The Cook County Gang Database was decommissioned and the data was destroyed.
The Sheriff’s department should follow the proper guidelines to dismantle the database.
These guidelines include:
- Destroying the database after the Cook County Board of Commissioners hold mandatory public hearing required by the ordinance approved on Feb. 21, 2019
- Allow all 26,144 people whose personal information was added to RGID to know which agencies accessed their information
Why is this important?
Last week members of the coalition to Erase the Cook County Gang Database known as RGID (Regional Gang Intelligence Database) learned of the Sheriff's Office plans to destroy the database before the Cook County Board of Commissioners holds a mandatory public hearing required by the Ordinance approved last month.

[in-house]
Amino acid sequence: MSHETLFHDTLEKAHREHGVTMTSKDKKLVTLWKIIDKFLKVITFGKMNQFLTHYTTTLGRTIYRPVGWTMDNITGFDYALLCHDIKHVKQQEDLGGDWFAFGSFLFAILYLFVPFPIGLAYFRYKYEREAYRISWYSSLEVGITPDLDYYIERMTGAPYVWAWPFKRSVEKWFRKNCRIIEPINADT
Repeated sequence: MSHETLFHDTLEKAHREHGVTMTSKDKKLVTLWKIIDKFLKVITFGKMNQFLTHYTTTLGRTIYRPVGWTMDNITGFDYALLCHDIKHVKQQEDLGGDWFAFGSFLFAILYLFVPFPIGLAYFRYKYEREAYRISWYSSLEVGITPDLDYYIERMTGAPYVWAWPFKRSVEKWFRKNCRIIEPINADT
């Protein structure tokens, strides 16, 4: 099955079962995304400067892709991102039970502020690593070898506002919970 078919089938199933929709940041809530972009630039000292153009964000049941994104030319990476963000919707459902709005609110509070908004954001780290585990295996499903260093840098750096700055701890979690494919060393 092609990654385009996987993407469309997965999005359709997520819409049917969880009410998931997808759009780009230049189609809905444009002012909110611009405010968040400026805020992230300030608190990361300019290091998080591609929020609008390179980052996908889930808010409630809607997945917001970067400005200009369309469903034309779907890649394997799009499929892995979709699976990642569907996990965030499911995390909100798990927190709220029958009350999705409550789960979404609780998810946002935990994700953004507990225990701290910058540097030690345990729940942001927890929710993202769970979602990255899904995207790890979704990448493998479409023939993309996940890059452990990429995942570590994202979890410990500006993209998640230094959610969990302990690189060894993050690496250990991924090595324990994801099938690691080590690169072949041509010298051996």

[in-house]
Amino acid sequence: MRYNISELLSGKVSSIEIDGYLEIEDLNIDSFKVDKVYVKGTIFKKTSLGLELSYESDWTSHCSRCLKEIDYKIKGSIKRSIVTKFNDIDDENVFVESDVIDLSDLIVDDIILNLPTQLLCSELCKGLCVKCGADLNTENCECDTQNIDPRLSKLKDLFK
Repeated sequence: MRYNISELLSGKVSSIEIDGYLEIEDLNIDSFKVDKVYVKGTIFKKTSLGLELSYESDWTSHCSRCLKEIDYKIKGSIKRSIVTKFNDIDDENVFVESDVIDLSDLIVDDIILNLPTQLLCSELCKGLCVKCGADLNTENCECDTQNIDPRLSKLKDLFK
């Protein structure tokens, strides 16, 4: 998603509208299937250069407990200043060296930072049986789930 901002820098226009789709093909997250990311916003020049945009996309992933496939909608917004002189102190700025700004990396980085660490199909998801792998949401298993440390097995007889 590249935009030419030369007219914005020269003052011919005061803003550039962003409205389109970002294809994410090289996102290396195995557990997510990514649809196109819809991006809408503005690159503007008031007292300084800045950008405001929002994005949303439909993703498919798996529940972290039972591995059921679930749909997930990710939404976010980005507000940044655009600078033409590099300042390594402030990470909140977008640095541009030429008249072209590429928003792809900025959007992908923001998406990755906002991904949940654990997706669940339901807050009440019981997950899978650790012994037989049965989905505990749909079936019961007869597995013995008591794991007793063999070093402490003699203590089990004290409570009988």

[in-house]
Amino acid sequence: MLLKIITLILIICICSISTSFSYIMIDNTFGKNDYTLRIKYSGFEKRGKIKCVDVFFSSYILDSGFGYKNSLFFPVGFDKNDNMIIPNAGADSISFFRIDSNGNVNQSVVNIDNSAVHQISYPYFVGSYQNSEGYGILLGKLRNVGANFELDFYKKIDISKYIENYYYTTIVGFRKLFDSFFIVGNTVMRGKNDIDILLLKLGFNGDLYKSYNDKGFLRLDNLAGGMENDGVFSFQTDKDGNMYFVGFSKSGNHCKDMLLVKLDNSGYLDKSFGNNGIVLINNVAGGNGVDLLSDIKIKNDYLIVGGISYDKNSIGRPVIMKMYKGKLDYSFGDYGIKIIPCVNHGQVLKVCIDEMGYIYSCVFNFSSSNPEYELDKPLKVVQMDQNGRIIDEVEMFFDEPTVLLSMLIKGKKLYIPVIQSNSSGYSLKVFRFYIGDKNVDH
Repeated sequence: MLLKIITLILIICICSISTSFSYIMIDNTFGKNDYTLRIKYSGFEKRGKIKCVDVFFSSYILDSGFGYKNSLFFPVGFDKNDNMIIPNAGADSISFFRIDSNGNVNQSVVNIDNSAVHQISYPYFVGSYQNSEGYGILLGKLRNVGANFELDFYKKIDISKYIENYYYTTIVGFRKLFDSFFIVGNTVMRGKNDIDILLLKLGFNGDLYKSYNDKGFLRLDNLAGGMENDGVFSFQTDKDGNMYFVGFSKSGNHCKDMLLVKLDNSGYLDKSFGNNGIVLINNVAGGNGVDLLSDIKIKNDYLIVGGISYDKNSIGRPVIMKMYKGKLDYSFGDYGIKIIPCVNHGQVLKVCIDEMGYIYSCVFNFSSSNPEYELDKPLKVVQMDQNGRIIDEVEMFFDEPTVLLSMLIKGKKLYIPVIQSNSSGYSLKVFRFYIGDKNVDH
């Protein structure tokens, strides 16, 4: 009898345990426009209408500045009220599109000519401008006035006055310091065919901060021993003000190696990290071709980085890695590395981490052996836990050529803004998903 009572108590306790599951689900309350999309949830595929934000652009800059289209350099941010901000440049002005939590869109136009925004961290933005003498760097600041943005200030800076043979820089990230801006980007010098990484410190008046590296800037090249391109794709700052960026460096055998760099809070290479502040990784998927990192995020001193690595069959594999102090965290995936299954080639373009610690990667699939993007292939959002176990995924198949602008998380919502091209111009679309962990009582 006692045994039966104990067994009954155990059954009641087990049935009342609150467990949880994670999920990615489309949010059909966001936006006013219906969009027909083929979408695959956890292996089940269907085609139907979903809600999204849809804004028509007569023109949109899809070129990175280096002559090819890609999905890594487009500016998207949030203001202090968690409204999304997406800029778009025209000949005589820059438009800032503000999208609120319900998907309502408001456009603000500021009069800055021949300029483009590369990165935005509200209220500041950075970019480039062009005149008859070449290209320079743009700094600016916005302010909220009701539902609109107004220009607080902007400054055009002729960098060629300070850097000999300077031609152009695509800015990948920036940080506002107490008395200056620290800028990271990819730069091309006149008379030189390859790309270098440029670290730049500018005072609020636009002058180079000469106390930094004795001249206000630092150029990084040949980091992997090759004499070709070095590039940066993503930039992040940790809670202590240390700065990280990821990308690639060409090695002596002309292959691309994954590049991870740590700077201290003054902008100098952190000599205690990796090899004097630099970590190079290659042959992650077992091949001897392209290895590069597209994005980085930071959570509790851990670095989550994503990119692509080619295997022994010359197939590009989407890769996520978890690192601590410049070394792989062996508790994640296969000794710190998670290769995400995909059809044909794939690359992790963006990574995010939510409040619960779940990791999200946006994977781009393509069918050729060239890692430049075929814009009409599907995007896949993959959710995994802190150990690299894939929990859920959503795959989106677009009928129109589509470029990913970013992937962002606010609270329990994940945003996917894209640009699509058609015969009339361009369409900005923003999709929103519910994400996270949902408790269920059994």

This expedited approval and comments by the Sheriff's Office should raise red flags to anyone that believes in transparency and processes of accountability of law enforcement. Just because the RGID is destroyed doesn’t mean the harm stops to exist and the Sheriff’s department should follow the proper steps to dismantle the database.
For criminalized communities, such as in the case of people included in RGID without due process, having knowledge of which agencies accessed their information can be instrumental to defend their rights in front of agencies such as ICE, FBI, DHS, and State’s Attorney among others.
Check out the new report on the Regional Gang Intelligence Database (LINK).